From Why Is There Air to Hello Friend

  • Full Name: Doctor William Henry Cosby Jr.
  • Birth: July 12th, 1937, in Philadelphia, Pennsylvania, USA
  • Chief Historical Significance: With I Spy in 1965, Cosby became the first African-American actor to star in a dramatic TV series.

Occupations and Titles of Distinction: Bill Cosby is a comedian, producer, actor, writer, philanthropist, art collector, philosopher, storyteller, cultural icon, living legend, walking and breathing national treasure, and has for the latter half of the twentieth century actively and successfully contributed to a more positive portrayal of blacks in American entertainment and culture. In 1977 the University of Massachusetts awarded him a doctorate in education, specializing in reaching children's minds.

Childhood: Coming from a broken family, Cosby was raised by a single mother of such courage and wisdom as to instill hope and an unrelenting compassion in the young man. In fact it's hard to tell how much or how little of Cos's early comedy about his childhood matched real life. Accurate biographies of his real life contradict claims he made in early comic routines. The image or impression Bill Cosby instilled in audiences of the 60s and 70s was that of a childhood he wished he had. When he was eight, his brother James passed away. His father left his mother when he was very young. Some reports say he left for the military when Bill was nine. Other reports indicate a separation or divorce. Bill's mother went to work, Bill himself took up a job as a shoeshine boy, and on top of that he cared for his younger brothers.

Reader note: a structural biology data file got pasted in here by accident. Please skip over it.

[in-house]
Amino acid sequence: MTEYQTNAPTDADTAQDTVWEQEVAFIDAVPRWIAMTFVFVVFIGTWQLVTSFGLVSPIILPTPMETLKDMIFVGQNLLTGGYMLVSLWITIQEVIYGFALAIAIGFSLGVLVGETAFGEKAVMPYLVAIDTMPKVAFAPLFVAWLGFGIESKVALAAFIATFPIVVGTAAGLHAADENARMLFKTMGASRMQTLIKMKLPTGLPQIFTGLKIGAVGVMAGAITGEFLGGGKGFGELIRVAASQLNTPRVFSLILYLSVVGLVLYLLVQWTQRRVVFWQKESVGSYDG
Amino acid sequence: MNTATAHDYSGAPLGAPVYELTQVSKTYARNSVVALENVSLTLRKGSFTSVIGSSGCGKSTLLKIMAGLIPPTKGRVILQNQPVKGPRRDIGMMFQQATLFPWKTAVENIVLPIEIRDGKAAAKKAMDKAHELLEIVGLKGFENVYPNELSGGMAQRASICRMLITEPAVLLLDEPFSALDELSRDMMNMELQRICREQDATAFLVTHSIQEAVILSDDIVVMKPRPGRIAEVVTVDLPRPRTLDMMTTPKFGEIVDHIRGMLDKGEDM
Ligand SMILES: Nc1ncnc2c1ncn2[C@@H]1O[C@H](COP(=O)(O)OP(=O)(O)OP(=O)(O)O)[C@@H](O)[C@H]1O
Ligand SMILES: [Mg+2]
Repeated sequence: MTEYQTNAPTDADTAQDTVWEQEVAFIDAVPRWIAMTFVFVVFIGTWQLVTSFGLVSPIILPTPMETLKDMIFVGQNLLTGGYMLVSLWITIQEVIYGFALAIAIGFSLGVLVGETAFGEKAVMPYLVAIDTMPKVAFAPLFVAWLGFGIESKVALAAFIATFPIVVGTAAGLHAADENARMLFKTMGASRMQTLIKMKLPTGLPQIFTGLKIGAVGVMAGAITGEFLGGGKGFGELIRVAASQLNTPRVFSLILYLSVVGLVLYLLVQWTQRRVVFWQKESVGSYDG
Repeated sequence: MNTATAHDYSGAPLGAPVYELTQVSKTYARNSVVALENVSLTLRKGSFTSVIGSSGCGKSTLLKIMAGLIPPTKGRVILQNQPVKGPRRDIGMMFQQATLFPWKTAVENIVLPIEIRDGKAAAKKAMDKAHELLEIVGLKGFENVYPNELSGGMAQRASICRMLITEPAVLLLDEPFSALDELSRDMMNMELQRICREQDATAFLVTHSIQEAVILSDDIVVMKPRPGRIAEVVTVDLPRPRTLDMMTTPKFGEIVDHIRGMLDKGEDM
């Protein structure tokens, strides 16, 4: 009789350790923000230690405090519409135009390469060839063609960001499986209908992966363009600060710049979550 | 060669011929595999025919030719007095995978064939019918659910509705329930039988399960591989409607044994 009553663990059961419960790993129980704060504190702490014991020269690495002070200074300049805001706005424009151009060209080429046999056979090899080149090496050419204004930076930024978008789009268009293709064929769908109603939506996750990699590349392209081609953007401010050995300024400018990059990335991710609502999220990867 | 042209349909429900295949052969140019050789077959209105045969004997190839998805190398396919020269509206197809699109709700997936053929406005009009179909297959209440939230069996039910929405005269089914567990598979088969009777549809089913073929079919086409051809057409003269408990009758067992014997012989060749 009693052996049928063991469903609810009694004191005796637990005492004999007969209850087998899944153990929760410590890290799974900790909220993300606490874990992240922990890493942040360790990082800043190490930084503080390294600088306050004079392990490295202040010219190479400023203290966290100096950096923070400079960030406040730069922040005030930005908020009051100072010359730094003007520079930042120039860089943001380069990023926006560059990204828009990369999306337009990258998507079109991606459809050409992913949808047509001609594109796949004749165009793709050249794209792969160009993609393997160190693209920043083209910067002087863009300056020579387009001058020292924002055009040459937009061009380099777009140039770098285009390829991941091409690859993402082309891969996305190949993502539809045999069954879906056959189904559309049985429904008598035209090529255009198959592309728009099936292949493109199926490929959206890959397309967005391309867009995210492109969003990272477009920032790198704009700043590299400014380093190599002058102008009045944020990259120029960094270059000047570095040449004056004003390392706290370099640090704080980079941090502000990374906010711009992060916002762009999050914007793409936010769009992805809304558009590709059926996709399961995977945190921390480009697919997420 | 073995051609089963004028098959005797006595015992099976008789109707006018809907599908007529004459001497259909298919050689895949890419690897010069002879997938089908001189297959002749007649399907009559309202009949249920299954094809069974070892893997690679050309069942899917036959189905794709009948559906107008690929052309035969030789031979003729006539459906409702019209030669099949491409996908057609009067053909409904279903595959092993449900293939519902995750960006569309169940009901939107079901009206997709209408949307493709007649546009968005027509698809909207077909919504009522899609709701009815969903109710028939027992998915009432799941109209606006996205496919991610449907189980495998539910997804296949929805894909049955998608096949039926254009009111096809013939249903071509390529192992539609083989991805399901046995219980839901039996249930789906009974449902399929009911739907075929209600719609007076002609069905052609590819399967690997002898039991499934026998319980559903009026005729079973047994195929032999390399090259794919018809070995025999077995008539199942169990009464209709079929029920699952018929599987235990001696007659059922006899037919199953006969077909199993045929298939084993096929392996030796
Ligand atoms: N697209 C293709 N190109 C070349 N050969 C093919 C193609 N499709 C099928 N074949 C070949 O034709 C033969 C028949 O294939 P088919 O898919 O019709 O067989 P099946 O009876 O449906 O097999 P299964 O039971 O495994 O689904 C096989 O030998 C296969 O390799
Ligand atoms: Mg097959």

Scholastics: Bill Cosby showed intelligence in school. Things came easy to him, but he didn't take studying seriously. He was noticeably prone to athletics, but preferred cracking up to a touchdown. Inevitably he followed in his father's footsteps, dropped out of high school without a degree, and went into the navy. After a minimum requirement of service, Cosby realized that one can't go far in life without an education. He took an equivalency test (similar to today's GED) which got him into Philadelphia's prestigious Temple University.